For a company that has just experienced the twin disappointments of losing its global commercial partner for its one marketed product and reporting disappointing pivotal data for its biggest pipeline hope, Relovair, Theravance (THRX) remains a company with an impressive valuation in excess of $1 billion. The California group has the security of partnerships with a global major on more than half of its clinical-stage pipeline, an asset many companies in its peer group covet. However, its exposure in risky therapeutic areas ought to cause concern for any investor.
Thus how GlaxoSmithKline handles the completion of the Relovair clinical programme in COPD and asthma and its regulatory submission will play a huge role in the market’s view of Theravance over the coming year. Shares fell 19% to a 16-month low of $16.39 Monday on news of disappointing headline data (Glaxo's Relovair struggles to impress, January 9, 2012). With diminishing hopes for Relovair’s outlook, a pipeline of CNS and respiratory candidates will likely weigh heavily on Theravance’s share price.
Theravance's big score
Theravance needs Relovair, GlaxoSmithKline’s vaunted “son of Advair,” to score big to ensure its future. The two companies confirmed the product is on track for a regulatory filing in mid-2012, which means decisions are likely still at least a year away.
EvaluatePharma’s consensus forecast puts sales at $689 million in 2016, a chunky amount on which Theravance is due to earn 15% royalties until sales reach $3B, when the rate drops to 5%. Given the mixed trial data released Monday regulatory delay seems a strong possibility – such an outcome would be a huge blow.
Analysts from Bernstein estimate 40% of Relovair’s sales could be in asthma; the two companies said yesterday that an asthma submission in the U.S. will not take place until after further discussion with the FDA. The collective picture is of a drug that, whilst perhaps approvable in the long run, will not meet current expectations. As a result, some forecast downgrades can be expected.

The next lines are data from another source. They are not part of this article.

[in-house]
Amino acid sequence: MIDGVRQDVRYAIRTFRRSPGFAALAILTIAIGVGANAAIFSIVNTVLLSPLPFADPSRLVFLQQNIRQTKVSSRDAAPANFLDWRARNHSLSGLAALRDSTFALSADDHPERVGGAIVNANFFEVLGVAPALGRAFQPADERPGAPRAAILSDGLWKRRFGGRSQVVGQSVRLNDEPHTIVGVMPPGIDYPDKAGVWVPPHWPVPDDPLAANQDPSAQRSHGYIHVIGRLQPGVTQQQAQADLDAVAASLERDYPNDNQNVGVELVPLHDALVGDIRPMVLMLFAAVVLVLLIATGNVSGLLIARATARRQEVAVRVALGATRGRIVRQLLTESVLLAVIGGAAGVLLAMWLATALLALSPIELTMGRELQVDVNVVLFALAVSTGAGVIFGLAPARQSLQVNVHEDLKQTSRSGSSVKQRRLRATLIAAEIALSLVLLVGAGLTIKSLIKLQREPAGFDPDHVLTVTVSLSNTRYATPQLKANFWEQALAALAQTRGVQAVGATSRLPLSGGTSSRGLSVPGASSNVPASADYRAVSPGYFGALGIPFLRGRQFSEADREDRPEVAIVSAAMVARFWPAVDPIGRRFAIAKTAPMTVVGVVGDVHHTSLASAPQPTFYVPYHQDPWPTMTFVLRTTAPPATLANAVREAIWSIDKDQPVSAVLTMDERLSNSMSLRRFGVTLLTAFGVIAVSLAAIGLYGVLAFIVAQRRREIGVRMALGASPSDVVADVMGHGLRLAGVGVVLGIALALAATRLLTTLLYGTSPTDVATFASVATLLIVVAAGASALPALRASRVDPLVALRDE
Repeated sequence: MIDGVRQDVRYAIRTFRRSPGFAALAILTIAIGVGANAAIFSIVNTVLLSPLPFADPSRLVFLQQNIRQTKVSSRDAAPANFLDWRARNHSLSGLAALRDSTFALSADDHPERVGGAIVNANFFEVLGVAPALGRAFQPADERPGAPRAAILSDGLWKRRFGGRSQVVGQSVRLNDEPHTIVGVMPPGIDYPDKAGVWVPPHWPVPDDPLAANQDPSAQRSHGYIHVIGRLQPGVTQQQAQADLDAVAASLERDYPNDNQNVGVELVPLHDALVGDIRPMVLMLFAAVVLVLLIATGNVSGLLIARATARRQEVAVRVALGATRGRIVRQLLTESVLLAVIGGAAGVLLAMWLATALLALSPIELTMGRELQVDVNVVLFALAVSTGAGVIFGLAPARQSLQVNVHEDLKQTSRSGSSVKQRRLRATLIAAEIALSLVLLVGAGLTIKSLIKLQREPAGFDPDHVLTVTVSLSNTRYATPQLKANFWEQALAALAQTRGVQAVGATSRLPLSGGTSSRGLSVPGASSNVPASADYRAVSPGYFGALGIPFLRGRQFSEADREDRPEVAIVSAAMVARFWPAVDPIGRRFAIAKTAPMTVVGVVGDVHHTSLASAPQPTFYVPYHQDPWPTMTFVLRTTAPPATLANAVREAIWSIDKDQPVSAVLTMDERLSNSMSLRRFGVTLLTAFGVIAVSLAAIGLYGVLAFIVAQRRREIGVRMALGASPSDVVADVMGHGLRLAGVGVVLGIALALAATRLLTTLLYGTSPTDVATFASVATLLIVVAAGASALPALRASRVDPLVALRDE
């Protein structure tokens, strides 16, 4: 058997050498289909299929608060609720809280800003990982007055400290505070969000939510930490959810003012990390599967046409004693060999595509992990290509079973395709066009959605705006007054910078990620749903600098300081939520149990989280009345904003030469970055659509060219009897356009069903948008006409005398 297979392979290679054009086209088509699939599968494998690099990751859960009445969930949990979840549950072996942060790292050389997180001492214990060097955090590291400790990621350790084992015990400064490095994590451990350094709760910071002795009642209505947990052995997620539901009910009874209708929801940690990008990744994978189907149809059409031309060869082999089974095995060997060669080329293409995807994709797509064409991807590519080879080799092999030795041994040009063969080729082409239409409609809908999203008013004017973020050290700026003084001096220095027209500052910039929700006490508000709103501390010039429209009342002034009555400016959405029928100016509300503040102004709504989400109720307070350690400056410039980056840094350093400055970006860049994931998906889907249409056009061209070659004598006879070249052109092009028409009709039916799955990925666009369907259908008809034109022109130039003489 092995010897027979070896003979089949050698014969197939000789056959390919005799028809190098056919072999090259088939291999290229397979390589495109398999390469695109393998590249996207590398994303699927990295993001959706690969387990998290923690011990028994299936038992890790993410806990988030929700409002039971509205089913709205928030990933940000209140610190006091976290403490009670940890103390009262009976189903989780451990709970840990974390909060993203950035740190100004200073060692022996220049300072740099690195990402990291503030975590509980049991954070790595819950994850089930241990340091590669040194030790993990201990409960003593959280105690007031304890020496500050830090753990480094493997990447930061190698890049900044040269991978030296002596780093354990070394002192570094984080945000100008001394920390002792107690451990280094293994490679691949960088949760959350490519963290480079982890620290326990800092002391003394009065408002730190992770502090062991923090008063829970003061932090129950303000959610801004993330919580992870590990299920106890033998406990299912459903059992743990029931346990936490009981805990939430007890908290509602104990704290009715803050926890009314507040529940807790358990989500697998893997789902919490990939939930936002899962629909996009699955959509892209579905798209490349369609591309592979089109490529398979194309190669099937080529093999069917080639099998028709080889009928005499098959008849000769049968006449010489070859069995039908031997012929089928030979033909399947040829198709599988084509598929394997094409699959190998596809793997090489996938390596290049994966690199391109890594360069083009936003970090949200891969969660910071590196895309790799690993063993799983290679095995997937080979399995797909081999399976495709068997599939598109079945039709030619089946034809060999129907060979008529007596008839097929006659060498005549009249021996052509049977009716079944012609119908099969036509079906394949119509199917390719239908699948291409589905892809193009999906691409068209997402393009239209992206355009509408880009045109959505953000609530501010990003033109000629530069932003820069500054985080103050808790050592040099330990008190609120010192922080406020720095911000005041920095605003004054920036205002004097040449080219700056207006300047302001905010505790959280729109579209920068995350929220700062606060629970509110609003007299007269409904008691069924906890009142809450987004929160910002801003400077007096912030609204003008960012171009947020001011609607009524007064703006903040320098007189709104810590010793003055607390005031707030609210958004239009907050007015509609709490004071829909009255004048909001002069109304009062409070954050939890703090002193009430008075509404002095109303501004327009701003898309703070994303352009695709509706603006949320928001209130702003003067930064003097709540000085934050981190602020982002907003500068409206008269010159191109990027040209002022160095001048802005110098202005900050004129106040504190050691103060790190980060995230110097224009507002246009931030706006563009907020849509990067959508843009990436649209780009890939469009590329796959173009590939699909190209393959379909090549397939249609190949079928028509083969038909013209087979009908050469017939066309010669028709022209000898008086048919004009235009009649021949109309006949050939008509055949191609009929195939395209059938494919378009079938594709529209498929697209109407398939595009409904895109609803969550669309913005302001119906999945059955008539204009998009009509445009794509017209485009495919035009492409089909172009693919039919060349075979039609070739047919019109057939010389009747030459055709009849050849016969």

This came only a couple of days after Astellas handed back the global rights to Vibativ, which is approved in the U.S. in complicated skin and skin structure infections caused by gram-positive bacteria and in hospital-acquired pneumonia in Europe.
Vibativ has been a disappointing product, and it is no surprise to see Astellas (OTCPK:ALPMF) decide to cut its losses. The antibiotic sold $8M in 2010 and with just $11.9M in net sales through three quarters of 2011 appeared likely to fall well short of forecast sales of $39M for the full year. The company must now make some tough choices on whether to seek a new partner or shelve the product.
In its pipeline are two other GlaxoSmithKline-partnered COPD products, a combined long-acting muscarinic agonist and long acting beta agonist called GSK573719/vilanterol, in phase III, and a bifunctional muscarinic antagonist-beta2 agonist called GSK961081, in phase II. It also has its own COPD product, a LAMA called TD-4208.
The remaining pipeline is in CNS in the form of an opioid-induced constipation drug, an ADHD therapy and an Alzheimer’s disease product; a second bacterial infection drug; and two gastrointestinal agents. These remain therapeutic areas in which drug developers have struggled to make headway. But never let it be said that Theravance does not swing for the fences.
The trouble is that for now the GlaxoSmithKline-partnered respiratory line remains its most valuable assets, and with the difficulties faced by Relovair, the read through to the remaining part of the partnership cannot be a positive one. The hopes held by some that GlaxoSmithKline would eventually take out Theravance were helping keep its valuation high; the recent Relovair data has snuffed out most of those hopes.